It is possible to sum up all We have said in one word, "the Kingdom of Christ." For Jesus Christ reigns over the minds of individuals by His teachings, in their hearts by His love, in each one's life by the living according to His law and the imitating of His example. Jesus reigns over the family when it, modeled after the holy ideals of the sacrament of matrimony instituted by Christ, maintains unspotted its true character of sanctuary. In such a sanctuary of love, parental authority is fashioned after the authority of God, the Father, from Whom, as a matter of fact, it originates and after which even it is named. (Ephesians iii, 15) The obedience of the children imitates that of the Divine Child of Nazareth, and the whole family life is inspired by the sacred ideals of the Holy Family. Finally, Jesus Christ reigns over society when men recognize and reverence the sovereignty of Christ, when they accept the divine origin and control over all social forces, a recognition which is the basis of the right to command for those in authority and of the duty to obey for those who are subjects, a duty which cannot but ennoble all who live up to its demands. Christ reigns where the position in society which He Himself has assigned to His Church is recognized, for He bestowed on the Church the status and the constitution of a society which, by reason of the perfect ends which it is called upon to attain, must be held to be supreme in its own sphere; He also made her the depository and interpreter of His divine teachings, and, by consequence, the teacher and guide of every other society whatsoever, not of course in the sense that she should abstract in the least from their authority, each in its own sphere supreme, but that she should really perfect their authority, just as divine grace perfects human nature, and should give to them the assistance necessary for men to attain their true final end, eternal happiness, and by that very fact make them the more deserving and certain promoters of their happiness here below.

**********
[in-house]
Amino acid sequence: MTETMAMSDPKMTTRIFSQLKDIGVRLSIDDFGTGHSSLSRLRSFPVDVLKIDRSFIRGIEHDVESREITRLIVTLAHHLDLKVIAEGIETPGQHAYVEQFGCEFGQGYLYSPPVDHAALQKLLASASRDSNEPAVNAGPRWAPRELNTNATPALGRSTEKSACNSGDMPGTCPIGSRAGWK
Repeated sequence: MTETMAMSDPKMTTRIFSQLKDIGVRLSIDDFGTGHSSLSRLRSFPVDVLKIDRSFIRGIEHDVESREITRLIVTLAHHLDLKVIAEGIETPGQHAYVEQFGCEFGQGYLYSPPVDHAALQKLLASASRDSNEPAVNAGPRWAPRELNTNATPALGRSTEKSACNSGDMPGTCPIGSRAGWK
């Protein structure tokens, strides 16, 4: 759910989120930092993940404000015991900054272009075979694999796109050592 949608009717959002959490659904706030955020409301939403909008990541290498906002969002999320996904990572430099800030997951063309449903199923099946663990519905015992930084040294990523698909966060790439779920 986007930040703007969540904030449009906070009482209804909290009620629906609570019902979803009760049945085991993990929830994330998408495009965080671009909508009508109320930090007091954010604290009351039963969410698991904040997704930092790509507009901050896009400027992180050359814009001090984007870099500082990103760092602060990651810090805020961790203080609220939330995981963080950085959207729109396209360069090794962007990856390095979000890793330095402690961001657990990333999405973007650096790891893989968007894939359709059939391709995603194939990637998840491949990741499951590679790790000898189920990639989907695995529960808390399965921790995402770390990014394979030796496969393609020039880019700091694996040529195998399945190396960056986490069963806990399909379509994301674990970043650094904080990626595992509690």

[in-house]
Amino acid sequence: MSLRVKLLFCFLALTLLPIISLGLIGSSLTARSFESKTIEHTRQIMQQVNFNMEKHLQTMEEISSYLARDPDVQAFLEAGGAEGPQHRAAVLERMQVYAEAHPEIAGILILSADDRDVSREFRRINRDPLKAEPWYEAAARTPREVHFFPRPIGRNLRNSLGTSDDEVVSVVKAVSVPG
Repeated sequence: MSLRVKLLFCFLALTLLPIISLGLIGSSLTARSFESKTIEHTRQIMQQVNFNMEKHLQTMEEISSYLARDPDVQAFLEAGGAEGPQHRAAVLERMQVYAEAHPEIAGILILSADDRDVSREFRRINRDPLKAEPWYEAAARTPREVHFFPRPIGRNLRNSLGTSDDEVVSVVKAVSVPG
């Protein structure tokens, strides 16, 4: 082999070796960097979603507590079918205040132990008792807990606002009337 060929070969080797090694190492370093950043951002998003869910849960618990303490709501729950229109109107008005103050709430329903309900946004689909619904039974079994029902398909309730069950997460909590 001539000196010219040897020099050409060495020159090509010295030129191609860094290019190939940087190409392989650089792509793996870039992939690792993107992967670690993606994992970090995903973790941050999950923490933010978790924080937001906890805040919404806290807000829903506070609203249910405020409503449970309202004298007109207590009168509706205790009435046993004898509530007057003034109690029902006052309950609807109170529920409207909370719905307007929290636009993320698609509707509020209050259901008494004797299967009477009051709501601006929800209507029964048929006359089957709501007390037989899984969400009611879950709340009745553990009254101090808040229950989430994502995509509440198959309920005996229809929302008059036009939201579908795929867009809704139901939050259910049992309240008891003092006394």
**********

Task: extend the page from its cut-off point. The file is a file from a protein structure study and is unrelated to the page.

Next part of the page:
It is, therefore, a fact which cannot be questioned that the true peace of Christ can only exist in the Kingdom of Christ -- "the peace of Christ in the Kingdom of Christ." It is no less unquestionable that, in doing all we can to bring about the re-establishment of Christ's kingdom, we will be working most effectively toward a lasting world peace.

This is simply a statement of Catholic truth from which no one can dissent legitimately. None of us can know happiness or order in our own lives without Our Lord. Nations cannot pursue the common good (protecting the legitimate liberties of its citizens and providing for its own security from domestic insurrection and foreign invasion) without a frank confession of the true Faith and unless its leaders are concerned about fostering those conditions in civil society by which their citizens can save their souls as Catholics. Saint Henry, for example, understood this truth, which is why he promoted the ongoing missionary activity of the Church in Central Europe, knowing that the best means of providing peace for the Holy Roman Empire was to win coverts for Our Lord and His true Church.

Pope Pius XI, writing in Divini Illius Magistri, December 30, 1929, alluded to this simple Catholic fact: